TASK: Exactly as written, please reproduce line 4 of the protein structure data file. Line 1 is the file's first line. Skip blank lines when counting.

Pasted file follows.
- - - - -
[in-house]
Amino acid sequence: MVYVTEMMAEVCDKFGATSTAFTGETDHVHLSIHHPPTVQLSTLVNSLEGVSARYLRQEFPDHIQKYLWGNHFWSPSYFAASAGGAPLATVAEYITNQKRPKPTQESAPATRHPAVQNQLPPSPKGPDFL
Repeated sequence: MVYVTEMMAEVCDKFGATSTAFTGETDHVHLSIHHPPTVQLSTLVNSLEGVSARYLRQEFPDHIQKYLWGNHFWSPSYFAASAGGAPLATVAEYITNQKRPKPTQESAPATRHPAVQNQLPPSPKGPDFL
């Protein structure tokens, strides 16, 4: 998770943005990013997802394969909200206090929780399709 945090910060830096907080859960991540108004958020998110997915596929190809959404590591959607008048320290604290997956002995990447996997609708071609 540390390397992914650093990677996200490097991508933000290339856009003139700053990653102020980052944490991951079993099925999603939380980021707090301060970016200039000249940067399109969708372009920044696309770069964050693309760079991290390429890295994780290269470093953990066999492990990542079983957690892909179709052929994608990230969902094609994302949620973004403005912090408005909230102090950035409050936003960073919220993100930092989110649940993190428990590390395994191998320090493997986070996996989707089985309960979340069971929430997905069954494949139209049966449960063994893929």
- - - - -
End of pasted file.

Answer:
């Protein structure tokens, strides 16, 4: 998770943005990013997802394969909200206090929780399709 945090910060830096907080859960991540108004958020998110997915596929190809959404590591959607008048320290604290997956002995990447996997609708071609 540390390397992914650093990677996200490097991508933000290339856009003139700053990653102020980052944490991951079993099925999603939380980021707090301060970016200039000249940067399109969708372009920044696309770069964050693309760079991290390429890295994780290269470093953990066999492990990542079983957690892909179709052929994608990230969902094609994302949620973004403005912090408005909230102090950035409050936003960073919220993100930092989110649940993190428990590390395994191998320090493997986070996996989707089985309960979340069971929430997905069954494949139209049966449960063994893929």